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Providing Frontline Legal Assistance to the Villanova Community


A key component of a law student’s legal education is the opportunity to put what they learn in the classroom into practice during a summer externship. With the global pandemic forcing remote work and markets adjusting to the ensuing economic disruption, many Villanova Law students faced uncertain externship prospects and job loss this past summer.

“As dean, I felt a responsibility to not let our students go a summer without meaningful, substantive legal experience,” said Mark C. Alexander, The Arthur J. Kania Dean of the Charles Widger School of Law. “Despite the world crisis, they need to have marketable experience to enter the legal market when they graduate. As a member of the greater world community, I felt a responsibility for Villanova Law to help with the pandemic in some way.”

With law students facing this new challenge and the Villanova community confronting the legal ramifications of the pandemic, Dean Alexander quickly pivoted law school resources to create the innovative COVID-19 Legal Research Project. Co-directed by Professors Deeya Haldar and Jane Voegele, the COVID-19 Legal Research Project provided 22 current Villanova Law students with paid summer employment to research the legal issues arising from COVID-19 and develop resources for Villanova community members seeking legal help.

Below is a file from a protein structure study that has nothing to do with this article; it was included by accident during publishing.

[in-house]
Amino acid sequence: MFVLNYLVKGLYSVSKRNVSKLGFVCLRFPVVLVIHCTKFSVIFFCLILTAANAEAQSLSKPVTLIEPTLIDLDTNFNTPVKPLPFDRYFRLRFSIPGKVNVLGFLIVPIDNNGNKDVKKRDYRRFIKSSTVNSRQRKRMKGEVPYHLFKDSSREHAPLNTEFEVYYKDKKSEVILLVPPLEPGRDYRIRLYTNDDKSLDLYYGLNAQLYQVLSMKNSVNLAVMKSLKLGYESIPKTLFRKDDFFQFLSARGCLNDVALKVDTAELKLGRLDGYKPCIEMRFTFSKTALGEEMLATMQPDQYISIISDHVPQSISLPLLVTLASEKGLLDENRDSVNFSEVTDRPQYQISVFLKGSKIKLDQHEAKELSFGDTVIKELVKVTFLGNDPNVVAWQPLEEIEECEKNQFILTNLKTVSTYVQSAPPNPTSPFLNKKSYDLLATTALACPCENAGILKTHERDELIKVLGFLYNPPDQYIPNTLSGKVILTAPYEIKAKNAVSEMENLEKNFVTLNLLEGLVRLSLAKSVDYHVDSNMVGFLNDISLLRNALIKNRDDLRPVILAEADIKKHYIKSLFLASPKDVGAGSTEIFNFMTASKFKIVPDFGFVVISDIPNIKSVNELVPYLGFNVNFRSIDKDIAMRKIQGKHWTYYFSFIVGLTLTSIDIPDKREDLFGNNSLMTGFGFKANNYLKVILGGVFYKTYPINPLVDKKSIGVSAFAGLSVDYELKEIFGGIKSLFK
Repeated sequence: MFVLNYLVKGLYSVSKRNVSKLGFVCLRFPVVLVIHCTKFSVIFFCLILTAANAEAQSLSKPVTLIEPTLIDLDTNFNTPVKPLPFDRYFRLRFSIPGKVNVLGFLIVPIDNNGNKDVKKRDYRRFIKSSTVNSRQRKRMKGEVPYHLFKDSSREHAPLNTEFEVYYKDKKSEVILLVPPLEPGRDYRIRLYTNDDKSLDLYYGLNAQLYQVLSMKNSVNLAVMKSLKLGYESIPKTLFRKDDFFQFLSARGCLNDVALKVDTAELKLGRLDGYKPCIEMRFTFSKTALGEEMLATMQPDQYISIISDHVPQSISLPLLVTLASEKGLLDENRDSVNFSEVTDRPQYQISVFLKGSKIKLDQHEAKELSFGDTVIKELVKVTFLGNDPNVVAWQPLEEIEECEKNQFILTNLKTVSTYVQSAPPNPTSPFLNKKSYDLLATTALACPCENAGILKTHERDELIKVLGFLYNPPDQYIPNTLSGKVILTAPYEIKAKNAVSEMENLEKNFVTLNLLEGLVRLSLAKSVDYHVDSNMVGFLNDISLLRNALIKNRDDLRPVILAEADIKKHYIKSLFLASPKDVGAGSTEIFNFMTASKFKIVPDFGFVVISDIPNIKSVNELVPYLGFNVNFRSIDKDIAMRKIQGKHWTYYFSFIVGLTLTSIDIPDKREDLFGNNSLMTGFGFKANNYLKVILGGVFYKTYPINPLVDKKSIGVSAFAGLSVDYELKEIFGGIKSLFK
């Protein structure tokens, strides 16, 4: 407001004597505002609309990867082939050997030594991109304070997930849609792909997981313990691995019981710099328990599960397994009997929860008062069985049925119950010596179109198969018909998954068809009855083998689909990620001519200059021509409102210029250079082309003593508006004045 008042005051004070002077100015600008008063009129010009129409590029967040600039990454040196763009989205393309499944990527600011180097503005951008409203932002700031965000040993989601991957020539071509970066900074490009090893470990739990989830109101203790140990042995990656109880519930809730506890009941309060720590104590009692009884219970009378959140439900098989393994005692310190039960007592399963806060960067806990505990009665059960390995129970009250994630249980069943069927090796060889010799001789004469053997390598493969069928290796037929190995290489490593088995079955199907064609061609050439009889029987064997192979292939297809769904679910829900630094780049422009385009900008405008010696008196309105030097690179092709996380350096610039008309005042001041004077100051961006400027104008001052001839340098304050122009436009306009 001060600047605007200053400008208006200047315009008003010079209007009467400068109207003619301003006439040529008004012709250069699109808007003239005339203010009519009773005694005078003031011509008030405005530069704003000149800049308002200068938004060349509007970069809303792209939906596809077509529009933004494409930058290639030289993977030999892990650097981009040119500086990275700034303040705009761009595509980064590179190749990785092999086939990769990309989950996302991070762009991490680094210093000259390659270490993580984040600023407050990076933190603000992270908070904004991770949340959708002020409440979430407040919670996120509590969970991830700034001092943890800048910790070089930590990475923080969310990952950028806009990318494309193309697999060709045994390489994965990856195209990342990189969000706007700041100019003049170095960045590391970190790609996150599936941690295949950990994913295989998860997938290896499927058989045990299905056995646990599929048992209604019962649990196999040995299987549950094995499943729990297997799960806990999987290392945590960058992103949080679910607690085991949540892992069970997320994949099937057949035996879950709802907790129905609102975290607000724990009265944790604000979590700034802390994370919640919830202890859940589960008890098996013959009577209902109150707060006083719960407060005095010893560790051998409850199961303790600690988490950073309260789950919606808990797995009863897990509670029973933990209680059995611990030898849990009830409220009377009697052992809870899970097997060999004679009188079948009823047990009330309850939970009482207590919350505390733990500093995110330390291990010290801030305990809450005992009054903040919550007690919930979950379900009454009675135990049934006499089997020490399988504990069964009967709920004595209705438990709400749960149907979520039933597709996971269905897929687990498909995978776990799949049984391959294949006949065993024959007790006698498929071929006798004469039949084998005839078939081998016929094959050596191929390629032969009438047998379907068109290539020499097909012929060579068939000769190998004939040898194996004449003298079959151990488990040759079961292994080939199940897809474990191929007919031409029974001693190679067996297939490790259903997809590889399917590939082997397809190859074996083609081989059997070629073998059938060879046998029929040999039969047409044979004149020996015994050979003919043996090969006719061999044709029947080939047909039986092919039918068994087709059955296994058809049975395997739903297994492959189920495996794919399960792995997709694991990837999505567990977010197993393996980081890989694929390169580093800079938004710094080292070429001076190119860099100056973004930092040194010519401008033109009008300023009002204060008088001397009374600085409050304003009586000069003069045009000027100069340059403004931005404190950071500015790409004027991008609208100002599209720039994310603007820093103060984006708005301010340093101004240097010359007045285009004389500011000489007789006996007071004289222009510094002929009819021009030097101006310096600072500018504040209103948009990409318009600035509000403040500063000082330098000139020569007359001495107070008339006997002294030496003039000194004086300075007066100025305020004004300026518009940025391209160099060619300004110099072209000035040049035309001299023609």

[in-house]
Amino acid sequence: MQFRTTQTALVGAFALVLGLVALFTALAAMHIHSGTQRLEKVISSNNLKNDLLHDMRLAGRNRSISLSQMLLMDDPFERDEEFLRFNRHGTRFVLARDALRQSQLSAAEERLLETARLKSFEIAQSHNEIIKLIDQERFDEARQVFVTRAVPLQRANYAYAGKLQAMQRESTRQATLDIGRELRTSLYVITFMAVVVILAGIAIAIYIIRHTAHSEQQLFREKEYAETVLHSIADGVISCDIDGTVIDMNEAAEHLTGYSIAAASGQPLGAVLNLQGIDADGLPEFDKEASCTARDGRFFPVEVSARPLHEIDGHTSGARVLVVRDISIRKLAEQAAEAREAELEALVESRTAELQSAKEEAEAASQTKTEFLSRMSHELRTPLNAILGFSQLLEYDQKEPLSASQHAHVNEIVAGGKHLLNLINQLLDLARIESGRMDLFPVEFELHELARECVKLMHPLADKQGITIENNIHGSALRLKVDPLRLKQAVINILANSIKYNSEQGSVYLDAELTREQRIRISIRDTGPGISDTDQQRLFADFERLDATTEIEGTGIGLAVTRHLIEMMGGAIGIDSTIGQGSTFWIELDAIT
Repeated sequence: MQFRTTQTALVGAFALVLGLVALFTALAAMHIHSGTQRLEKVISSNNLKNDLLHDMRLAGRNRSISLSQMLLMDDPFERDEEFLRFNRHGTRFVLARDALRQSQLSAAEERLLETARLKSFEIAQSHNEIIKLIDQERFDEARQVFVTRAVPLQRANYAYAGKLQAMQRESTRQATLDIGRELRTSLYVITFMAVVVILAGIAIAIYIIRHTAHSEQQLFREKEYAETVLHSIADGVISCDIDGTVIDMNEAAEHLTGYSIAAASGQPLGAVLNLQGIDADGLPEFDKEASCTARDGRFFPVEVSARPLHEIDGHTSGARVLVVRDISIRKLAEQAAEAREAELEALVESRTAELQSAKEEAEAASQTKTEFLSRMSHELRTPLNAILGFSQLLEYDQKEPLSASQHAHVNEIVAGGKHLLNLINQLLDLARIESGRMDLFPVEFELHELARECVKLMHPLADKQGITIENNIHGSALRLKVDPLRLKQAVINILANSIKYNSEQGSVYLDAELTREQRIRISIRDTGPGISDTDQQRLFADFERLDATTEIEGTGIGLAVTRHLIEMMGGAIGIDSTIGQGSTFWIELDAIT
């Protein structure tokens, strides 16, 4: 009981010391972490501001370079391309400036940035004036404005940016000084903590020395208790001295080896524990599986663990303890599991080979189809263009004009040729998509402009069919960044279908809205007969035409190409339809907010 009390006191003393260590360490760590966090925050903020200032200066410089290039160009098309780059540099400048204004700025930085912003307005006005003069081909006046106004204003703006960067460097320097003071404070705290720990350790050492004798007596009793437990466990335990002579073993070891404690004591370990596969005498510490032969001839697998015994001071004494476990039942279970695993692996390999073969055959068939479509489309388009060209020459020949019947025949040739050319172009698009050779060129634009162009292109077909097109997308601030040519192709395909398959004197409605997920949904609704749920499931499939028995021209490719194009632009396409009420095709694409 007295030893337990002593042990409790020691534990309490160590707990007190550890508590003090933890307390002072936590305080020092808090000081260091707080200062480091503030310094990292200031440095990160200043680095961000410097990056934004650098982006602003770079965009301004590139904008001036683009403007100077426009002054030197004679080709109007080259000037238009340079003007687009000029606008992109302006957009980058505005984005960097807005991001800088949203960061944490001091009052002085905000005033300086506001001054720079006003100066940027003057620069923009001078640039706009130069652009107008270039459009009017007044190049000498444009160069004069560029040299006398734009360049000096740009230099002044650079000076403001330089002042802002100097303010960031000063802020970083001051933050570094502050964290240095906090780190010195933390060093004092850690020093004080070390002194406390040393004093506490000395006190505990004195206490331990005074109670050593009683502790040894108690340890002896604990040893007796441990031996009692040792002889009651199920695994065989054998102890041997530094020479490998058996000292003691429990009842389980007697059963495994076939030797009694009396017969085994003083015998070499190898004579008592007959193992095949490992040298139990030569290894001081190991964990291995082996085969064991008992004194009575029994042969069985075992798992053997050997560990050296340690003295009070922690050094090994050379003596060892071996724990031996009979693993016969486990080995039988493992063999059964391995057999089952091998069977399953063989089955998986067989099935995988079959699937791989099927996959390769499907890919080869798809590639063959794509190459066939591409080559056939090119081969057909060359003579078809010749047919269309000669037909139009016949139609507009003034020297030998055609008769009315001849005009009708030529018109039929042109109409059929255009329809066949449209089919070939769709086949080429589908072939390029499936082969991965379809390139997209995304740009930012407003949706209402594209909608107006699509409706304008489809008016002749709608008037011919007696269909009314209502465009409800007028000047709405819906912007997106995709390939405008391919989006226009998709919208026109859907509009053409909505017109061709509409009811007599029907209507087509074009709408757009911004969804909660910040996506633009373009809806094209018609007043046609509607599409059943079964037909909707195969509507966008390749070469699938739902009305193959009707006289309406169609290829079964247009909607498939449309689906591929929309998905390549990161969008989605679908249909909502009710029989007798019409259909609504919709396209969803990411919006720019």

Villanova Law alumni practitioners, attorneys working at several local legal services organizations and Villanova Law faculty volunteered their time to train and have ongoing consultation with the Student Research Assistants (RAs) on COVID-19 related issues. Areas included employment, unemployment, tax, family law, landlord/tenant, mortgage foreclosure, health law, insurance, small business, education, student debt, bankruptcy and wills. The RAs were then broken into teams based on their interests and assigned one of the substantive areas of law to research. Their findings were compiled into a Library Guide, which is available as a resource to all full-time staff employees and their households.

“Following the loss of my Grandmother to COVID-19, I wanted to take action,” said Bernadette Berger ’21. “When I received Dean Alexander’s email regarding the COVID-19 Legal Research Project, I took it as a sign that this was how I could use my skills to help. Being able to apply my skills developed during my time at Villanova Law to help those within my Villanova community was an extremely rewarding experience and one I will never forget.”

Throughout the summer, the Library Guide was updated by the RAs as new laws, regulations and guidance evolved in the targeted legal areas. Students also created a phone and online intake system and fielded questions from staff who had specific legal questions and needed more targeted legal information.

“It was amazing to see the students realize the difference they can make in people’s lives when they provide legal information,” said Haldar. “Being able to give back to Villanova staff and their families was important to all of us,” said Voegele.

As the pandemic progresses, student RAs will continue to work on the COVID-19 Research Project during the 2020-21 academic year, monitoring and updating the legal information in the Library Guide to reflect any new developments.